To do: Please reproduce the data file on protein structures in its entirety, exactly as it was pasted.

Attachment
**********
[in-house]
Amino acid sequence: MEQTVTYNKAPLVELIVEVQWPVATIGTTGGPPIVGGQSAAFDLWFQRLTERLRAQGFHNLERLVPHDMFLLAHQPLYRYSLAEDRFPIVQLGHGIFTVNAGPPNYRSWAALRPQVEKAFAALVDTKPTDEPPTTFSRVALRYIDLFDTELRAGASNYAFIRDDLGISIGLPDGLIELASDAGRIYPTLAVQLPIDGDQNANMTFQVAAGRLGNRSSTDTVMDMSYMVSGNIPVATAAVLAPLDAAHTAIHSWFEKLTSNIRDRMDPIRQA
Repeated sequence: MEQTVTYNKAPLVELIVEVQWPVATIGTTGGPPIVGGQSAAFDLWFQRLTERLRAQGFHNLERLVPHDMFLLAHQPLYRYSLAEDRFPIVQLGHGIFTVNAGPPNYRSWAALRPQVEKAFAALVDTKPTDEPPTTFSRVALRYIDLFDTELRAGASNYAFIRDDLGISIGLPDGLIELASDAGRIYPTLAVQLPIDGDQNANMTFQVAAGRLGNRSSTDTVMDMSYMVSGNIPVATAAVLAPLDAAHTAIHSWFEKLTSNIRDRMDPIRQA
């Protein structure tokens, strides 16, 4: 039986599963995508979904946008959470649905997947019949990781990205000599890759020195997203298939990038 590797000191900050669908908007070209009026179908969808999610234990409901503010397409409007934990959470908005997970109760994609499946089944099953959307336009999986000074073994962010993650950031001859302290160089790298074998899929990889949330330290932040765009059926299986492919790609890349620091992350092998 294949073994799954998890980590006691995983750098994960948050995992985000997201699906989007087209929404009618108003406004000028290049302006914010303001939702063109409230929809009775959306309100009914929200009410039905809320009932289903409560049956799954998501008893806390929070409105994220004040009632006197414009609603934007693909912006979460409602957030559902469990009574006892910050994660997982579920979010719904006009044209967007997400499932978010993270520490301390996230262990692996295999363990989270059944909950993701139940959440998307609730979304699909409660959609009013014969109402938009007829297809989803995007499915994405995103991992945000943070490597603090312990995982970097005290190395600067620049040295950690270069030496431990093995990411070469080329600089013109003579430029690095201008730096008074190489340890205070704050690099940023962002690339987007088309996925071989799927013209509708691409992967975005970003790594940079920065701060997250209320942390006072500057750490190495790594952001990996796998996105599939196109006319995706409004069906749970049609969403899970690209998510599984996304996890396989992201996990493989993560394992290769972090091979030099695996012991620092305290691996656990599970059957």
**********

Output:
[in-house]
Amino acid sequence: MEQTVTYNKAPLVELIVEVQWPVATIGTTGGPPIVGGQSAAFDLWFQRLTERLRAQGFHNLERLVPHDMFLLAHQPLYRYSLAEDRFPIVQLGHGIFTVNAGPPNYRSWAALRPQVEKAFAALVDTKPTDEPPTTFSRVALRYIDLFDTELRAGASNYAFIRDDLGISIGLPDGLIELASDAGRIYPTLAVQLPIDGDQNANMTFQVAAGRLGNRSSTDTVMDMSYMVSGNIPVATAAVLAPLDAAHTAIHSWFEKLTSNIRDRMDPIRQA
Repeated sequence: MEQTVTYNKAPLVELIVEVQWPVATIGTTGGPPIVGGQSAAFDLWFQRLTERLRAQGFHNLERLVPHDMFLLAHQPLYRYSLAEDRFPIVQLGHGIFTVNAGPPNYRSWAALRPQVEKAFAALVDTKPTDEPPTTFSRVALRYIDLFDTELRAGASNYAFIRDDLGISIGLPDGLIELASDAGRIYPTLAVQLPIDGDQNANMTFQVAAGRLGNRSSTDTVMDMSYMVSGNIPVATAAVLAPLDAAHTAIHSWFEKLTSNIRDRMDPIRQA
């Protein structure tokens, strides 16, 4: 039986599963995508979904946008959470649905997947019949990781990205000599890759020195997203298939990038 590797000191900050669908908007070209009026179908969808999610234990409901503010397409409007934990959470908005997970109760994609499946089944099953959307336009999986000074073994962010993650950031001859302290160089790298074998899929990889949330330290932040765009059926299986492919790609890349620091992350092998 294949073994799954998890980590006691995983750098994960948050995992985000997201699906989007087209929404009618108003406004000028290049302006914010303001939702063109409230929809009775959306309100009914929200009410039905809320009932289903409560049956799954998501008893806390929070409105994220004040009632006197414009609603934007693909912006979460409602957030559902469990009574006892910050994660997982579920979010719904006009044209967007997400499932978010993270520490301390996230262990692996295999363990989270059944909950993701139940959440998307609730979304699909409660959609009013014969109402938009007829297809989803995007499915994405995103991992945000943070490597603090312990995982970097005290190395600067620049040295950690270069030496431990093995990411070469080329600089013109003579430029690095201008730096008074190489340890205070704050690099940023962002690339987007088309996925071989799927013209509708691409992967975005970003790594940079920065701060997250209320942390006072500057750490190495790594952001990996796998996105599939196109006319995706409004069906749970049609969403899970690209998510599984996304996890396989992201996990493989993560394992290769972090091979030099695996012991620092305290691996656990599970059957």